The state response to violence in Northern Nigeria

In a previous post on Nigeria’s Boko Haram, I looked for patterns in the group’s use of violence against the state and against its religious rivals. In this post, I discuss the state’s response to the violence. This response is evolving and experimental. It has included the use of force, but has also featured efforts at making political reforms and addressing the grievances that motivate the movement.

Force has always been a major part of the state’s response to Boko Haram. When Boko Haram launched a full-scale uprising in 2009, state security forces cracked down hard, killing a number of the group’s members as well as its leader, Muhammad Yusuf. Since then the government has continued to use force. Last fall, the federal government deployed soldiers to the Northeast, where Boko Haram is based. In February, security forces raided several homes, arresting several suspects, recovering weapons, and killing a suspected financier for the group. In May, following an ambush on soldiers in Maiduguri, the army arrested 150 persons on suspicion of ties to Boko Haram. Just last week, fourteen more people were arrested in connection with recent attacks.

Killing and arresting suspected members of Boko Haram has proven sufficient for putting down mass uprisings, but these techniques have not halted the guerrilla tactics Boko Haram has increasingly used since the fall of 2010 – drive-by shootings, bombings, etc.

From the beginning, Nigerian authorities at the state and federal levels have looked beyond force to other techniques that could reduce the group’s appeal. These techniques have varied, but their common thrust has been a search for ways to break the tie between violent ideologies and populations susceptible to the appeal of those ideologies.

Authorities have attacked this problem from both sides. In the aftermath of the 2009 uprising, for example, they attempted to shut down inflammatory rhetoric by controlling who could preach. Restricting what came from the pulpits, they reasoned, would help control what came from the streets.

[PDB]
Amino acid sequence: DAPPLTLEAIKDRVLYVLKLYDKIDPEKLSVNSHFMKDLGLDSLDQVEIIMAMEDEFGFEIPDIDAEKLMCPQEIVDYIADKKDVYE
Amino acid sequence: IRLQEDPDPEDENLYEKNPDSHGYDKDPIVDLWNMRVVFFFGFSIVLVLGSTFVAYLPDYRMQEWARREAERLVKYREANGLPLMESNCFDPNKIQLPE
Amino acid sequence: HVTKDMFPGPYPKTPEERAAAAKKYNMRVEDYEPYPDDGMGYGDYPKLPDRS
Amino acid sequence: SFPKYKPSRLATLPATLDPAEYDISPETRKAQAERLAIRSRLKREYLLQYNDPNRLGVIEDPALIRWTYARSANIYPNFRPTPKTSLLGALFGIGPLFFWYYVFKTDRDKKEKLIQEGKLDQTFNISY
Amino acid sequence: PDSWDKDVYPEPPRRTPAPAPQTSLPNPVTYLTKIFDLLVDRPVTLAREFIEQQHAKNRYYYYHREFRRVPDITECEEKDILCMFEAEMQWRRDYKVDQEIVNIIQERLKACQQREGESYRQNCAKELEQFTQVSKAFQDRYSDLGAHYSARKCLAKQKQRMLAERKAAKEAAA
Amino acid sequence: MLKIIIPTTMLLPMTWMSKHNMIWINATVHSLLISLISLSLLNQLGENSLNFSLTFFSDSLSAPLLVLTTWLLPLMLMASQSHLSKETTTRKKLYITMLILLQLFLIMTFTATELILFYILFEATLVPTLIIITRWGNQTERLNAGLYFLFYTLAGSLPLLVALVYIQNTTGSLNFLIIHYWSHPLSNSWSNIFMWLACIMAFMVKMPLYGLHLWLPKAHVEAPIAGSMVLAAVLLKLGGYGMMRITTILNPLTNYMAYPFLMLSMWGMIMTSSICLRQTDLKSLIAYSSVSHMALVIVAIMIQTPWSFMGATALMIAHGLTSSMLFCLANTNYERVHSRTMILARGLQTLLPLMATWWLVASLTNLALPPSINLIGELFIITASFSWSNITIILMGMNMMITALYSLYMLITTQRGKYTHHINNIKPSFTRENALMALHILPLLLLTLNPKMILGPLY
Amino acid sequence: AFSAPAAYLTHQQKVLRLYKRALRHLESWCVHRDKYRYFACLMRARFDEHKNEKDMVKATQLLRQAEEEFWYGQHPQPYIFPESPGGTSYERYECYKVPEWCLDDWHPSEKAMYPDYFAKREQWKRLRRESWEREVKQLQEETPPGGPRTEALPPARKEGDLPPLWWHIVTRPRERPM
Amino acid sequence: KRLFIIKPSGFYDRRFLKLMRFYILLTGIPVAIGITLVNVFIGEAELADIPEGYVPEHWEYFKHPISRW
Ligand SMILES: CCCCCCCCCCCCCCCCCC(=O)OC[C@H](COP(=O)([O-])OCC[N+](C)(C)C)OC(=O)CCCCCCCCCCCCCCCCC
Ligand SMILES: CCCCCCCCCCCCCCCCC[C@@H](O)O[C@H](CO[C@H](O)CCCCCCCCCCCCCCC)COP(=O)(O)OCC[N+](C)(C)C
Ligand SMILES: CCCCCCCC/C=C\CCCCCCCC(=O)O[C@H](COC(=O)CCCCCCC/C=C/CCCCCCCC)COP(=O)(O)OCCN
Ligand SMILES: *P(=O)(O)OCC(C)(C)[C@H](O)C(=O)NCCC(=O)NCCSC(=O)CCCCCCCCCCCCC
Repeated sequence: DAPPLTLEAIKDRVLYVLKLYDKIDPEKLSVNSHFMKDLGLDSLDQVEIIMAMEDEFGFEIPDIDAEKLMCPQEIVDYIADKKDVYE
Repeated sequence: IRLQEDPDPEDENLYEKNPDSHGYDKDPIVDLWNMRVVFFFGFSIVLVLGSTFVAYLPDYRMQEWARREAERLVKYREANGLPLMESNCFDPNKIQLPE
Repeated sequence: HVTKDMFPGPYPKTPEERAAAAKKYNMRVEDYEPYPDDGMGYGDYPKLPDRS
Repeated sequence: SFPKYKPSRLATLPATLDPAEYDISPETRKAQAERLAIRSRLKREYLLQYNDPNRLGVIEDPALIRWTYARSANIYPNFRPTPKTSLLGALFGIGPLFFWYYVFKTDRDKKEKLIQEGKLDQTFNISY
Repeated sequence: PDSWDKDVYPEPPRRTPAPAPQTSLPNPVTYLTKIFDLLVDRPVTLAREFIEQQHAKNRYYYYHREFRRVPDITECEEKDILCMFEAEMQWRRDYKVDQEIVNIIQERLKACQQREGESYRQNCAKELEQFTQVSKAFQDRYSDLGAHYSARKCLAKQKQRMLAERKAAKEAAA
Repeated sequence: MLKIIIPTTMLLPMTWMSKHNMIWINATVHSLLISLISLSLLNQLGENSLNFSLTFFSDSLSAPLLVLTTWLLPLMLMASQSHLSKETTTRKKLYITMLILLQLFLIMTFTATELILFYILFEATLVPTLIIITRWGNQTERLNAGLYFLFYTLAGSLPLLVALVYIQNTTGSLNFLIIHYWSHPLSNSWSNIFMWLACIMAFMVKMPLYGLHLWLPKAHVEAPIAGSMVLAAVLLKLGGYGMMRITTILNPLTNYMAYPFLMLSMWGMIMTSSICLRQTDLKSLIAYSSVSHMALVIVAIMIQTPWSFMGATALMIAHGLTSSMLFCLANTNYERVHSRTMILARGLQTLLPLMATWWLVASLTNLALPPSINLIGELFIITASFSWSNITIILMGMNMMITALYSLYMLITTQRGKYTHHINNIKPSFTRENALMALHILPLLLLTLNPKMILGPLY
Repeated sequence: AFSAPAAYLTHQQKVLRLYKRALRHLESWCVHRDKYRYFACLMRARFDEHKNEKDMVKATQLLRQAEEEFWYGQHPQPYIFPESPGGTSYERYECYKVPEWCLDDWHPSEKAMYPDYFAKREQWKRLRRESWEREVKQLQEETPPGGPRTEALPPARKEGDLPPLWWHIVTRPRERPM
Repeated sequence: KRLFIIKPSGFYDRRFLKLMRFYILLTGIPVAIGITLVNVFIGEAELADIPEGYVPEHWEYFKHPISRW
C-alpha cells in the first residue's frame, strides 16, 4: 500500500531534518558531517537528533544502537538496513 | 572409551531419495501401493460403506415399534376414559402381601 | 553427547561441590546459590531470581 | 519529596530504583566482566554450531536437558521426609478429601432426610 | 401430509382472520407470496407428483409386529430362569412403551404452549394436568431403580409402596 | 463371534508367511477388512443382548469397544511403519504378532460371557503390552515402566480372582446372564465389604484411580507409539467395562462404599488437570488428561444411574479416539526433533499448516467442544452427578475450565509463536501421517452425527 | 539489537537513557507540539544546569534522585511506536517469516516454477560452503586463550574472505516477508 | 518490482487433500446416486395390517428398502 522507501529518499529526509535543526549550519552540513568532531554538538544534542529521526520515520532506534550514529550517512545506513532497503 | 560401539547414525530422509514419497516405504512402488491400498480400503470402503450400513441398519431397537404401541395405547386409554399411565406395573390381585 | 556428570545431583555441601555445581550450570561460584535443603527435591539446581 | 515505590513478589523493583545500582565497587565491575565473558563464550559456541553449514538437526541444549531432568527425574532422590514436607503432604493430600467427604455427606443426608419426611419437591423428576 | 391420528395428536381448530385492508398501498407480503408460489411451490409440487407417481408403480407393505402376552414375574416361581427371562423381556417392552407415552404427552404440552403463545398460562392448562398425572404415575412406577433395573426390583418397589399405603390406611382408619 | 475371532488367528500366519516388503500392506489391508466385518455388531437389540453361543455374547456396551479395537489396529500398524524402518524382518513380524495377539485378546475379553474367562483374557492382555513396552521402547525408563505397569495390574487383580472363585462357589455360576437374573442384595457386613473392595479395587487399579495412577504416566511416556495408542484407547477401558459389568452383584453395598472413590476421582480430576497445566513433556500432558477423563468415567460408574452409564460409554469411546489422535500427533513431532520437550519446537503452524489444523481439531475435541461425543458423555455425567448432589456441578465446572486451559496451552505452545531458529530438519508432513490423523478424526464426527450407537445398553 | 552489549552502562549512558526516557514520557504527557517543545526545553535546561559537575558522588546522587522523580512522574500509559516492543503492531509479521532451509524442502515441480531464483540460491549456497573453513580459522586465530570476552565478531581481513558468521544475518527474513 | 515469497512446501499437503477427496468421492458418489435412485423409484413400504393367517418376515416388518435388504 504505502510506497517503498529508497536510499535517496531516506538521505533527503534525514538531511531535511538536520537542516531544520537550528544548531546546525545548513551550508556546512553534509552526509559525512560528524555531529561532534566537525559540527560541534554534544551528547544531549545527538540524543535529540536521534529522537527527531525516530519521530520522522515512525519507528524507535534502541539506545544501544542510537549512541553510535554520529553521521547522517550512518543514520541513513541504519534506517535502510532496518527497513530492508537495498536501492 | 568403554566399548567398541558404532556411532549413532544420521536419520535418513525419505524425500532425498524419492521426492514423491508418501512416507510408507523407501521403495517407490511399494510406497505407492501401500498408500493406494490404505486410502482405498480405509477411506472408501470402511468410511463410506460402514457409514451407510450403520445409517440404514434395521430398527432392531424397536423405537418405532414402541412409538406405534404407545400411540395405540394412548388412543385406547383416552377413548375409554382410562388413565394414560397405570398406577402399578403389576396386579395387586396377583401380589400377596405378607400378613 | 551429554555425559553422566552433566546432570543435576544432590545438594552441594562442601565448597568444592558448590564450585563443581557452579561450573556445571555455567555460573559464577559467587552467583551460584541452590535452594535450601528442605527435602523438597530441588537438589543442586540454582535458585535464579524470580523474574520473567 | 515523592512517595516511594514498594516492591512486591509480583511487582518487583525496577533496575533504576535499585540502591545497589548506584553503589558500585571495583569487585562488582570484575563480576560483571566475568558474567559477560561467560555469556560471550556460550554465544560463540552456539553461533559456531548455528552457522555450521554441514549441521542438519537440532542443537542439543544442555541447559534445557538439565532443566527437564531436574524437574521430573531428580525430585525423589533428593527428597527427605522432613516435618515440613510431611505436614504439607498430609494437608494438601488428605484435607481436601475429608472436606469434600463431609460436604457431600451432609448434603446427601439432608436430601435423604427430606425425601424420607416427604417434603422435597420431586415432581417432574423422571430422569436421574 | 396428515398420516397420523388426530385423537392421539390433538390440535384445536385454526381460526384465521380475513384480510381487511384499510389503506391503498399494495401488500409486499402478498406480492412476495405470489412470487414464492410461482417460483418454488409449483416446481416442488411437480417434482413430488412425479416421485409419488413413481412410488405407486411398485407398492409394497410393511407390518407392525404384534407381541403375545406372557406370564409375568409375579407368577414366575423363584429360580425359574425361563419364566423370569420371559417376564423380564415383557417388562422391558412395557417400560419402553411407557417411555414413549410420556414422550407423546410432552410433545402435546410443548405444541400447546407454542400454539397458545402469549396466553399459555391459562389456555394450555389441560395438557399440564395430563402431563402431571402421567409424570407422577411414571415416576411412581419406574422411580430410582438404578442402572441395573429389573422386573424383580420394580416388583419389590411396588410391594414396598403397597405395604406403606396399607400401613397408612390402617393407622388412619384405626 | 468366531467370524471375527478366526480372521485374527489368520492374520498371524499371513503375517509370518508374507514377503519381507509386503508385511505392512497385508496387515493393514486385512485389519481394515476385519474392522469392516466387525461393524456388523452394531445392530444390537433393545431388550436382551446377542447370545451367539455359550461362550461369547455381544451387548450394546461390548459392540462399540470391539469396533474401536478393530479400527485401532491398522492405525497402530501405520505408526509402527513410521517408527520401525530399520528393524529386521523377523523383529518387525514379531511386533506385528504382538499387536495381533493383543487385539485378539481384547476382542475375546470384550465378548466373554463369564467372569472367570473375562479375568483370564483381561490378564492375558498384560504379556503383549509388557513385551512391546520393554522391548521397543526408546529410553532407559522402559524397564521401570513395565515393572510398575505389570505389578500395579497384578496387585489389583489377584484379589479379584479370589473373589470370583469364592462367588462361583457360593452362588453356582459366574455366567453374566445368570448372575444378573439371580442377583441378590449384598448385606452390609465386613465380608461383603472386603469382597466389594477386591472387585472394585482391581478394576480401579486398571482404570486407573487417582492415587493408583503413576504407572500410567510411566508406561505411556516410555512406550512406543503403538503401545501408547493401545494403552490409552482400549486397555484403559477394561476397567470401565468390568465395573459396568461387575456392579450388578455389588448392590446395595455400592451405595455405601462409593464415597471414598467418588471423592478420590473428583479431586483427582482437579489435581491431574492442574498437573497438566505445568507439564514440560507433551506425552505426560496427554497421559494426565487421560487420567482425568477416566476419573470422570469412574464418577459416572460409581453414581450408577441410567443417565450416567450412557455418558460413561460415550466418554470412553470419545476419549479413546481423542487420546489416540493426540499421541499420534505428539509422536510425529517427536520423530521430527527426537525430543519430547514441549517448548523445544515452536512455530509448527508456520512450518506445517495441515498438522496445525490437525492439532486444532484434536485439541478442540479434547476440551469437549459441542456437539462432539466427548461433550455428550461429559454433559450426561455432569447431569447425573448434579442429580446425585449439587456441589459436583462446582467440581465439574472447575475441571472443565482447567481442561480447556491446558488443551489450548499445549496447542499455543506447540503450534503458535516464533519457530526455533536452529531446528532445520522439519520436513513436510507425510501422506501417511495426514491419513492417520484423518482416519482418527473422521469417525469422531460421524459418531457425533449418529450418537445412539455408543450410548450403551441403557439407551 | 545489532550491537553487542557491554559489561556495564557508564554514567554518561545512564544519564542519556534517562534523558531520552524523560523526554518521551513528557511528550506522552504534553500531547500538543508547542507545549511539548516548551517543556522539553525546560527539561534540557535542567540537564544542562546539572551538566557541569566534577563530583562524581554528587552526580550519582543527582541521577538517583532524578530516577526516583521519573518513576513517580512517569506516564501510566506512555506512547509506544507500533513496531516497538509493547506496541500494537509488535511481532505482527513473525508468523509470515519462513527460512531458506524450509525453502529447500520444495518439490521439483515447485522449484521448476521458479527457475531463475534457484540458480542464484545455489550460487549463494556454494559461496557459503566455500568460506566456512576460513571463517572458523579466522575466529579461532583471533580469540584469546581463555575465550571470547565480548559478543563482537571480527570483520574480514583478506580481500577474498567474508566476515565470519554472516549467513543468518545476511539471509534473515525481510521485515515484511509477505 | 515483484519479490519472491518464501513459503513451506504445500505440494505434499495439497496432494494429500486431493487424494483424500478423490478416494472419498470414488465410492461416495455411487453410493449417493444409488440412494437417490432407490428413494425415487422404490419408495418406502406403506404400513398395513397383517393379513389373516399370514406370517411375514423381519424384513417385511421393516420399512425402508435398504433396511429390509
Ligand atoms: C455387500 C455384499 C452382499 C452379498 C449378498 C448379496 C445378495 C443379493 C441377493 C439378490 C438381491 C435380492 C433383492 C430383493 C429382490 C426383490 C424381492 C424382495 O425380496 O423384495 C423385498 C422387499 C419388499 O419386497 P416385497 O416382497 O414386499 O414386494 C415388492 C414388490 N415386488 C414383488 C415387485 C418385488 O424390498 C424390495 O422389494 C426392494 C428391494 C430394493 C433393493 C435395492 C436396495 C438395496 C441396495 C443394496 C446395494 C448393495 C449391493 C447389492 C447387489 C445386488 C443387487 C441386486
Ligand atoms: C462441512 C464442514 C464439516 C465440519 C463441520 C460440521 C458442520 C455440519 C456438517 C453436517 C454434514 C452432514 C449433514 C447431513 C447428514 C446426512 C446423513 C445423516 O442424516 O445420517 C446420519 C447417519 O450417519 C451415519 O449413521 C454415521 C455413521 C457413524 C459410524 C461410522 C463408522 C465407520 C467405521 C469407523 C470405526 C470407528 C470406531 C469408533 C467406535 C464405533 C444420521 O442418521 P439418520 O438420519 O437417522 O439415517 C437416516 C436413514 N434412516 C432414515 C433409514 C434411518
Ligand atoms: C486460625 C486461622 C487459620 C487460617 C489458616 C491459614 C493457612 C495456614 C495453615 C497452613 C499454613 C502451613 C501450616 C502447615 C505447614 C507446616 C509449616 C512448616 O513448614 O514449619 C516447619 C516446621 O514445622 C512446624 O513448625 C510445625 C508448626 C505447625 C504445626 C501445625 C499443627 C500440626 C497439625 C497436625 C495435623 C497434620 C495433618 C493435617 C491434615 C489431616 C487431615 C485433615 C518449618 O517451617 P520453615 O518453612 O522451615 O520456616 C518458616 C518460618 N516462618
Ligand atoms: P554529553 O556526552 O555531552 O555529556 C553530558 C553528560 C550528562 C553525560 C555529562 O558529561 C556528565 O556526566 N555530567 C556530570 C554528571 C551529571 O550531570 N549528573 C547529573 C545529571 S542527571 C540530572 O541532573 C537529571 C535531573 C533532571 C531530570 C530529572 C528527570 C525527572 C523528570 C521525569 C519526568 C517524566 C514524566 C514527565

As time has gone by, though, authorities have concentrated more on reaching out to the rank-and-file of the group. This has been the case particularly since the elections this April. The new governor of Borno State (where Maiduguri is and where many of the recent attacks have occurred), Kashim Shettima, has proposed extending an amnesty to members of Boko Haram, in which militants would lay down their weapons in exchange for government-led efforts to address their grievances. Shettima believes that the problem required a political solution, and that force alone will not work. Governor Shettima recently emphasized education reform as a way to address the group’s grievances. This may appear ironic in light of Boko Haram’s well-known rejection of Western education, but Shettima’s logic is that improving education will help reduce poverty and thereby reduce the potential constituency for the group.

Boko Haram rejected the amnesty offer and has continued its attacks, but the idea continues to circulate, including at the federal level. In New York last week, President Goodluck Jonathan spoke of a “carrots-and-sticks approach” to Boko Haram. This Day elaborates, writing, “This involves an amnesty package for the group as well as strengthening security in the area to end the on-going blood-letting in the zone…To set the ball rolling, THISDAY gathered that the government will reinvigorate its intelligence gathering method to be able to nip in the bud further incidence of bombings in the area.”

The proponents of amnesty and other reforms, including Jonathan and Shettima, refer explicitly to the amnesty program in the Niger Delta, where militant groups have threatened oil production and clashed with security forces for years, as a model. The amnesty there succeeded in reducing violence for a time, but it has drawn its share of critics, including former militants who charge that the government has not fulfilled its promises to educate and re-train them. Some observers are equally skeptical of the amnesty proposals for Boko Haram.

As the government experiments with new ideas and attempts to refine its use of force, it faces criticism, especially from the press. Today’s editorial in Next attacks President Jonathan personally, and calls for “finding perpetrators of violence and bringing them to book” – a statement that reads to me as a call for mass arrests in the North. Next  compares the situation in the North to the situation in the Niger Delta, but as a lament, not a model: “Boko Haram has quickly replaced the Nigeria Delta militants as the major crisis facing our nation’s people.” Domestic and international pressure on Nigeria’s state and federal authorities is increasing, making policymakers’ jobs even more difficult. Experiments with carrots and sticks will receive a great deal of scrutiny.

One Response to The state response to violence in Northern Nigeria

  1. Pingback: Boko Haram Series « Sahel Blog

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